Weekly Love 250714 [1]
1. Playing around with Rosie Ramsden's new book The Recipe Wheel. A full post about it to follow next week, but I can promise you it is full of lovely recipes around a really neat concept. | 2. Griddling spring onions/ salad onions on the barbecue is my new favourite thing. | 3. Outdoor late breakfast with avocado, fresh bread, fresh lime, sea salt, black pepper, olive oil and Waitrose Kitchen. | 4. Lunch at Urban Meadow Cafe in Bayswater. Full review to follow soon. | 5. Another review to follow soon, I had a late night in London on Tuesday night, so I stayed in this awesome little bolt-hole at the citizenM on Bankside. You could change the colour of your room with the in room tablet that also did the blinds, temperature and television. | 6. A screening of the 80's classic Ferris Bueller's Day Off and Pops Champagne ice lollies as the sun went down on the roof of Queen of Hoxton. More on that in a moment, but I may or may not have had 2 of these within the space of 12 hours when I was knocking around the Selfridges #destinationchristmas press preview the next day with Bess.



Frexinet Spanish Tapas Jamon
On Tuesday night the wonderful team at Frexienet invited me up onto the top of Queen Of Hoxton for delicious Spanish tapas, wine tasting, one too many bellinis and the premier of their #littlethings campaign video, followed by a screening of the 80's classic Ferris Bueller's Day Off, which believe it or not I'd never seen. Obviously it was the food that really caught my attention, and I wish to proclaim that all food, from now until the end of the Summer should be eaten on sticks, on rooftops. I'd never actually heard of Frexienet before I was invited, but I was pleasantly surprised by the sheer flavour range of their Spanish Cava's - bottles to look out for. Head over to their Youtube channel to check out the short videos (that is totally me at the petrol pump!), and to Milly's (it was lovely to see you again!) Twitter page, where she also captured some great photos at the event, including of the really pretty garden party cocktails we also enjoyed, and the divine churros, strawberries and marshmallows I gorged myself on
Weekly Love 250714 [2]
7. If you head over to Great British Chef's you'll find my recipe for Lemon & Thyme Madeleines. | 8. My Skinny Sticky Storecupboard Barbecue Chicken griddling away for dinner. | 9. Working on upcoming projects outside Urban Meadow Cafe before my lunch meeting with a nice cold glass of rose. | 10. A delicious Chicken Liver Salad at The Red Lion in Stodmarsh, just outside of Canterbury for Sunday lunch. A whole group of us had a fantastic meal, though I think they need to work on making the portions a little smaller if they want people to be able to sample both starters and desserts! | 11. Slow cook roast, halved and topped with olive oil, balsamic vinegar, salt, pepper, thyme and bashed garlic cloves for a couple of hours for a simple yet stunning Summer side dish. | 12. The sheer teamwork that was Kathryn, Edward, Elle and I made for these simply divine White Chocolate and Raspberry (that we picked) soufflés for Sunday night dessert. The recipe was a bit of a mash up, but it will follow once we've figured it out a bit better! Also, big love to Kathryn and Elle for your amazing Shepherds Pie, and to Eddie our wonderful sous chef! We really need to all cook together more.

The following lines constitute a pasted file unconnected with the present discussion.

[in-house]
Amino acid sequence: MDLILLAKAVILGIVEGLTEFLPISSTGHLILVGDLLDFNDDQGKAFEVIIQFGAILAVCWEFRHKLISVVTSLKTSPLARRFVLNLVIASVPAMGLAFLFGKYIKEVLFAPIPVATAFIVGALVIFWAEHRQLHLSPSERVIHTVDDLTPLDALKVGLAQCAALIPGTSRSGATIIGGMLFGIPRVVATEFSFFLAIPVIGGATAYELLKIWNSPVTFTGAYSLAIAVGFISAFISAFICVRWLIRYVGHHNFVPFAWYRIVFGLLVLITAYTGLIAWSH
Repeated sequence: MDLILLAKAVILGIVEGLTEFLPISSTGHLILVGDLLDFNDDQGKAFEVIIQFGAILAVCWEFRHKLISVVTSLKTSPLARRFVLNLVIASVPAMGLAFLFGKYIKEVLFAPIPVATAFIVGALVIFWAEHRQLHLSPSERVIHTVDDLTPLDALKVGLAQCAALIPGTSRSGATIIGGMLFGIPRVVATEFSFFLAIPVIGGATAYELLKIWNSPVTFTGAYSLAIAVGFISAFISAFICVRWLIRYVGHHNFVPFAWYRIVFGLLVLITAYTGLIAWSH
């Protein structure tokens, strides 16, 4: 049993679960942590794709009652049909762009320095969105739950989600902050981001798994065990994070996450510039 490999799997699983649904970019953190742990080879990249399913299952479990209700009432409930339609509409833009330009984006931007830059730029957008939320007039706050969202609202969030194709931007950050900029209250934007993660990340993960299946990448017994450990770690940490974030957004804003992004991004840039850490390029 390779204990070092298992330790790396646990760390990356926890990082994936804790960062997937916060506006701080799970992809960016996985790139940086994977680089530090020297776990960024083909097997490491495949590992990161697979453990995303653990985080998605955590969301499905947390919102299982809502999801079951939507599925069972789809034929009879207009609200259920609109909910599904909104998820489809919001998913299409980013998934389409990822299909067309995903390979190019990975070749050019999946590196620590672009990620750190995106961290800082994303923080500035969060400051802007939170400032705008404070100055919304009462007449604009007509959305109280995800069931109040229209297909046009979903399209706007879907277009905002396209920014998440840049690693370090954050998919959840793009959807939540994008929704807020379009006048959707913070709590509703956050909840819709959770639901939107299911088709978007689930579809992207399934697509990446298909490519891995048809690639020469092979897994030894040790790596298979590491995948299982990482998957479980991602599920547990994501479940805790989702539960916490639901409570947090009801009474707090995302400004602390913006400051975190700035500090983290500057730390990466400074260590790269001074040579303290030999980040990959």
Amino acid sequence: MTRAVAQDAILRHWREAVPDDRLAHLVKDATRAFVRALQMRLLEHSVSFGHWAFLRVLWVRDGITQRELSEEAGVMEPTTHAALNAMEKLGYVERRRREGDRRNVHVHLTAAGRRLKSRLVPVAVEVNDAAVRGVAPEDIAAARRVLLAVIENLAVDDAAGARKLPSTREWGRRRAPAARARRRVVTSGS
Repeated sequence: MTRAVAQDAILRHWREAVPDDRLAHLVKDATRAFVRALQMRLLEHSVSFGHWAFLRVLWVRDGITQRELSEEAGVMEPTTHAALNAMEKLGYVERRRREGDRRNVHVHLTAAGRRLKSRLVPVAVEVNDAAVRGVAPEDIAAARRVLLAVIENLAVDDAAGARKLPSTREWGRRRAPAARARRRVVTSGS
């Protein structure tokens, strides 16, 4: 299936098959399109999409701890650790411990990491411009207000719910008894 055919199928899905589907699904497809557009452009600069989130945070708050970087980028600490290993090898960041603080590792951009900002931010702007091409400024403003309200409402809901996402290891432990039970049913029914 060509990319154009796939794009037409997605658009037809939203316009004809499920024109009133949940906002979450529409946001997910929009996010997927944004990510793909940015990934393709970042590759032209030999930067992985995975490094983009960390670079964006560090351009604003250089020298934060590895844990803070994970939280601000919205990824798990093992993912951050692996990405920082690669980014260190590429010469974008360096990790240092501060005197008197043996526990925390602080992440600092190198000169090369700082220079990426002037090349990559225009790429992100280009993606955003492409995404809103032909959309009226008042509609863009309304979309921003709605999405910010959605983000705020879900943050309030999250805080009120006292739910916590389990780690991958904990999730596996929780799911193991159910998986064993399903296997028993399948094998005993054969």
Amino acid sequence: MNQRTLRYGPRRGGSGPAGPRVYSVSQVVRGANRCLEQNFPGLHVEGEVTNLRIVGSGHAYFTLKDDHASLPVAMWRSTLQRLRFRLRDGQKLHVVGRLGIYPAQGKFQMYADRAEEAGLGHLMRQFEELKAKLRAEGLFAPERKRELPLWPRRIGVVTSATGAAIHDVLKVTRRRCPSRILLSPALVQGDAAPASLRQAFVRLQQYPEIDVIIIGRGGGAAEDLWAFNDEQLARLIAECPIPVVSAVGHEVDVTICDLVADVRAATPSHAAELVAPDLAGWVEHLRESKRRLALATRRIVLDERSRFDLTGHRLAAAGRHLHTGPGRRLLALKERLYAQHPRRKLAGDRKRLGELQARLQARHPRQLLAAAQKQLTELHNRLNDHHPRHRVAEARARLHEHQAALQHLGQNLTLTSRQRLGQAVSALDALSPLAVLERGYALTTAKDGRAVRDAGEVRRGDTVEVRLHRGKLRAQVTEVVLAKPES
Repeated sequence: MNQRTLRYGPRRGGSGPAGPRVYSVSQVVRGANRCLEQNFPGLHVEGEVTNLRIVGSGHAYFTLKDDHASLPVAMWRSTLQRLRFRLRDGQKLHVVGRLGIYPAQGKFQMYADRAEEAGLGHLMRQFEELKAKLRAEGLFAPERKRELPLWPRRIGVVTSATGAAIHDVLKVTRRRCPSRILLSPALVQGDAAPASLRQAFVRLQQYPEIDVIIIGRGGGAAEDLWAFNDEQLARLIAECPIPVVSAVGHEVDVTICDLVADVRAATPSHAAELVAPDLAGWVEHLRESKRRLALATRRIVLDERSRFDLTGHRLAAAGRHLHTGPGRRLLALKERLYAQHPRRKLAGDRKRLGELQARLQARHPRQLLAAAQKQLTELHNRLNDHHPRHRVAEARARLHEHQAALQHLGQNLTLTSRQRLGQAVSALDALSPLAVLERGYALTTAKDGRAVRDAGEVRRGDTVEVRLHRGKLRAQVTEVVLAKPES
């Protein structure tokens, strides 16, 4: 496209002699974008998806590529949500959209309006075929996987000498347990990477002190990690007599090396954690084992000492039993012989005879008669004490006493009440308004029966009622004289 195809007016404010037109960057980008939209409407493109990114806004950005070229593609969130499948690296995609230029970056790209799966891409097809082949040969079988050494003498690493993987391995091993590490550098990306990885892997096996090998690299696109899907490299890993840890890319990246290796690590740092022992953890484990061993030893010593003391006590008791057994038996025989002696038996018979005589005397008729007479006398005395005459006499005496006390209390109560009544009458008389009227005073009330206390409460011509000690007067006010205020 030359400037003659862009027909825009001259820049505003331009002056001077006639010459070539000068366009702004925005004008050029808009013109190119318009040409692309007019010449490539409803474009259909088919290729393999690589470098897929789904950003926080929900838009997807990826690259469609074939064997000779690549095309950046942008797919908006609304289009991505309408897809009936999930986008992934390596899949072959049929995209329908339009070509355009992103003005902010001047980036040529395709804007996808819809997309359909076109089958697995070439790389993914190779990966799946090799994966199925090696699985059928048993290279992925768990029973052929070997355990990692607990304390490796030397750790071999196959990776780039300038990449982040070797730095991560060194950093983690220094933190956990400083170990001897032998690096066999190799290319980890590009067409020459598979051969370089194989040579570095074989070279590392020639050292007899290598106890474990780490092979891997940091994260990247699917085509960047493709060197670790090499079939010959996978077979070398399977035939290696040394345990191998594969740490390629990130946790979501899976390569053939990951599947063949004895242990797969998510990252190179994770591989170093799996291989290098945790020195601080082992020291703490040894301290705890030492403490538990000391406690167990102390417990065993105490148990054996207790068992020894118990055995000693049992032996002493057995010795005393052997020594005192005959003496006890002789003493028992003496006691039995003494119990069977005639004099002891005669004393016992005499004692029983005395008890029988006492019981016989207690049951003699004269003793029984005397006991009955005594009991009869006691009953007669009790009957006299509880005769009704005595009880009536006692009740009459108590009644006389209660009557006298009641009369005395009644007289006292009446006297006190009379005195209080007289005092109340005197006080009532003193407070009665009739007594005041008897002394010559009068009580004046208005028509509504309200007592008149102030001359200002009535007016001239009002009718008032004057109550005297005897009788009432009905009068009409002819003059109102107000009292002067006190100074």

liketoknow.it
Finally, can we take a moment to talk about liketoknow.it? For those of you who don't know, liketoknow.it is a special Instagram plug in for website publishers like me to let you guys know where to buy the things I feature in my Instagrams, run by my affiliate network RewardStyle. I know I mostly post plates of food, but when I get a moment (and teach everyone around me to be better iPhone photographers!) I'm going to try and throw up a few outfit posts and a few more lifestyle snapshots on there. Just because I don't write about fashion and makeup here, doesn't mean that I'm still not totally into all of that stuff, (hey, just look at my Pinterest!) and I like making pretty pictures. Now, liketoknow.it have just updated their publisher app so for the first time I can see how many of my Instagram followers use liketoknow.it to get emails with shopping links sent to them whenever they like a shop-able picture in their feed. I was shocked to find that while over 1,300 of you amazing people follow me on Instagram, only 13 of you are signed up! So, if you'd like to receive updates from me, and some of the other awesome people you no doubt follow, step this way